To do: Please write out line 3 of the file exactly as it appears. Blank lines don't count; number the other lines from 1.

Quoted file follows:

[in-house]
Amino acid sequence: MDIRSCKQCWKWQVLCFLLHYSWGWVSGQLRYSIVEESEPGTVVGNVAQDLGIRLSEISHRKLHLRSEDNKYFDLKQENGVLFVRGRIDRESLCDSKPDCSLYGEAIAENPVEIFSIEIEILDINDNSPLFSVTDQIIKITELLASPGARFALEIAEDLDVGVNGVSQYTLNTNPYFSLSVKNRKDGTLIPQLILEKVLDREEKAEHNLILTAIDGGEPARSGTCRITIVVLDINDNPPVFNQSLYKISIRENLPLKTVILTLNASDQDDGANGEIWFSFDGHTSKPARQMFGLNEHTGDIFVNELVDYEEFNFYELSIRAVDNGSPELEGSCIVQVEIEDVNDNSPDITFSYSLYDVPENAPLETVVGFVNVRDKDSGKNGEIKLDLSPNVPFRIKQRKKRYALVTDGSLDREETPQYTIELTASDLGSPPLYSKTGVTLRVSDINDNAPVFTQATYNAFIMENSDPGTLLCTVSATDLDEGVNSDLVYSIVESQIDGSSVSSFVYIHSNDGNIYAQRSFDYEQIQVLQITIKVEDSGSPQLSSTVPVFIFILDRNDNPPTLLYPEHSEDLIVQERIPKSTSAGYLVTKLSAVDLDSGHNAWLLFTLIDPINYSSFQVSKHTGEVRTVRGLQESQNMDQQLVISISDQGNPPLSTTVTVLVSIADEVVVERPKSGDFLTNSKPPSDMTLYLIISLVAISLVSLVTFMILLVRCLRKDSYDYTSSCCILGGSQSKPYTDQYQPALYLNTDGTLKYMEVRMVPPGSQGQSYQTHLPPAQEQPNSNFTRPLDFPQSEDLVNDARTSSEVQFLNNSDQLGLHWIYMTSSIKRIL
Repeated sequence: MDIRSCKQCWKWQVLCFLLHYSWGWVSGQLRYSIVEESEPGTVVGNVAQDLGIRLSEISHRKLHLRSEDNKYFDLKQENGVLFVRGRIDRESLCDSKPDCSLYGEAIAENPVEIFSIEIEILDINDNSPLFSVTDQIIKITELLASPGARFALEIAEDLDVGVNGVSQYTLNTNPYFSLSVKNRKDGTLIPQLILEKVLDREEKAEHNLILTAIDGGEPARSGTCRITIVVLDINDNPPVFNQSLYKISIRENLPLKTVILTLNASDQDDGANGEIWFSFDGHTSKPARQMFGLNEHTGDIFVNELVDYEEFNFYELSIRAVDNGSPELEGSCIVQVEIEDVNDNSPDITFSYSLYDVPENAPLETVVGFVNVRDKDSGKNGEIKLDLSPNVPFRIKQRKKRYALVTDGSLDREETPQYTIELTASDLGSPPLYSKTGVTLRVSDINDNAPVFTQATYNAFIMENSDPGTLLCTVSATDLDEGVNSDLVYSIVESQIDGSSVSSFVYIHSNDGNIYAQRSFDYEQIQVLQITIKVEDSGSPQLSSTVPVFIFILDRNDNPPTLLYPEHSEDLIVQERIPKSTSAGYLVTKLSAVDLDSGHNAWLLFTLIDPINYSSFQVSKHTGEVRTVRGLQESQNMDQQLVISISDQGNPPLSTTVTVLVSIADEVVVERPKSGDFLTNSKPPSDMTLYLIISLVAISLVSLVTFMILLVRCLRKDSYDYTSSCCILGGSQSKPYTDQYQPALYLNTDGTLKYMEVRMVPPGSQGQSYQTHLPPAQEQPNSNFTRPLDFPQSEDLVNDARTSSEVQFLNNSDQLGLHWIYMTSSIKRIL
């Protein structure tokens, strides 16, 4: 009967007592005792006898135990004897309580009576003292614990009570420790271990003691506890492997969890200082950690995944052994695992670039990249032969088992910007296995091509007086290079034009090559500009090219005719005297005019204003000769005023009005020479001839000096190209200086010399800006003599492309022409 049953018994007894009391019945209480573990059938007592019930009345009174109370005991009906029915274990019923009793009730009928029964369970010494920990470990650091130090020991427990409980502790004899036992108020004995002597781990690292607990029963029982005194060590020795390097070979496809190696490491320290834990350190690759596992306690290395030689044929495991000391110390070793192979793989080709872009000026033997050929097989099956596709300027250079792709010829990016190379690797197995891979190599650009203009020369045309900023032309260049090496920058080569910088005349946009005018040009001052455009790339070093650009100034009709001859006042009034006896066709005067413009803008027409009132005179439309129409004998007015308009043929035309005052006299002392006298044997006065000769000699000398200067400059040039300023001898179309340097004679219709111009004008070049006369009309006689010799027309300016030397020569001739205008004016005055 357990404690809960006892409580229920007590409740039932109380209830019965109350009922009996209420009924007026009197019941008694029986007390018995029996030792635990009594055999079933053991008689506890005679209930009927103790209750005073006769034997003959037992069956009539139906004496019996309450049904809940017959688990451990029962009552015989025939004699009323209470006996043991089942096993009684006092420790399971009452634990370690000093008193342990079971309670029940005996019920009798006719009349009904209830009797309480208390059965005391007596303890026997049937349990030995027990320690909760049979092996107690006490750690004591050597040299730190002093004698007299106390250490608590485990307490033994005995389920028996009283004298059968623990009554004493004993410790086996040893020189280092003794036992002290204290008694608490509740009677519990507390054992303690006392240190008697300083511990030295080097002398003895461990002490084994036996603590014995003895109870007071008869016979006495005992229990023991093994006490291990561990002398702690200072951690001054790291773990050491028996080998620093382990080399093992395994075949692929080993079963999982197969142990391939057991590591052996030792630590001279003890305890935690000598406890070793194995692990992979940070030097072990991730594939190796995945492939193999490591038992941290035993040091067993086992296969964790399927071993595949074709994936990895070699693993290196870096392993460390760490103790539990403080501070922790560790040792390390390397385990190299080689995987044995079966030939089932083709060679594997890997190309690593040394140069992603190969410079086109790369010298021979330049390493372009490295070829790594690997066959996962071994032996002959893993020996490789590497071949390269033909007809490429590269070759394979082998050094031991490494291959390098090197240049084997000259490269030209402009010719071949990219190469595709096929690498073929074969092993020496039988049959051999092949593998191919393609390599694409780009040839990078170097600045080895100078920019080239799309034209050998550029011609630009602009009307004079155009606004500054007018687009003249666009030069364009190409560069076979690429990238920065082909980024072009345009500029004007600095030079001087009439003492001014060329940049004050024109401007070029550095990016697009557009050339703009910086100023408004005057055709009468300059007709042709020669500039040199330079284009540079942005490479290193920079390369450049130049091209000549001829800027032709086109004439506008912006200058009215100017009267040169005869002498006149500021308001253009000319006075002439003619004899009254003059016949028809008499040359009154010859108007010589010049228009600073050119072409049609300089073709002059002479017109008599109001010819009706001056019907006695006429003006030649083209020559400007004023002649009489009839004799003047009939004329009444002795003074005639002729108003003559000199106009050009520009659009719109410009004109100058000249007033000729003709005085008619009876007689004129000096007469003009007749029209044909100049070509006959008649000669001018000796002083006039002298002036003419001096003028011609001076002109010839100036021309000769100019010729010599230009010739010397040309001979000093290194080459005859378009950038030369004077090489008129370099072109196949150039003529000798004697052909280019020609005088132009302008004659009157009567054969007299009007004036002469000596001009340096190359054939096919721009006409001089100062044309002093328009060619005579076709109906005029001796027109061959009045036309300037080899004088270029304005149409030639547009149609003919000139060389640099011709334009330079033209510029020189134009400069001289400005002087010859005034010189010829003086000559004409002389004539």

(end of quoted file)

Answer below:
Repeated sequence: MDIRSCKQCWKWQVLCFLLHYSWGWVSGQLRYSIVEESEPGTVVGNVAQDLGIRLSEISHRKLHLRSEDNKYFDLKQENGVLFVRGRIDRESLCDSKPDCSLYGEAIAENPVEIFSIEIEILDINDNSPLFSVTDQIIKITELLASPGARFALEIAEDLDVGVNGVSQYTLNTNPYFSLSVKNRKDGTLIPQLILEKVLDREEKAEHNLILTAIDGGEPARSGTCRITIVVLDINDNPPVFNQSLYKISIRENLPLKTVILTLNASDQDDGANGEIWFSFDGHTSKPARQMFGLNEHTGDIFVNELVDYEEFNFYELSIRAVDNGSPELEGSCIVQVEIEDVNDNSPDITFSYSLYDVPENAPLETVVGFVNVRDKDSGKNGEIKLDLSPNVPFRIKQRKKRYALVTDGSLDREETPQYTIELTASDLGSPPLYSKTGVTLRVSDINDNAPVFTQATYNAFIMENSDPGTLLCTVSATDLDEGVNSDLVYSIVESQIDGSSVSSFVYIHSNDGNIYAQRSFDYEQIQVLQITIKVEDSGSPQLSSTVPVFIFILDRNDNPPTLLYPEHSEDLIVQERIPKSTSAGYLVTKLSAVDLDSGHNAWLLFTLIDPINYSSFQVSKHTGEVRTVRGLQESQNMDQQLVISISDQGNPPLSTTVTVLVSIADEVVVERPKSGDFLTNSKPPSDMTLYLIISLVAISLVSLVTFMILLVRCLRKDSYDYTSSCCILGGSQSKPYTDQYQPALYLNTDGTLKYMEVRMVPPGSQGQSYQTHLPPAQEQPNSNFTRPLDFPQSEDLVNDARTSSEVQFLNNSDQLGLHWIYMTSSIKRIL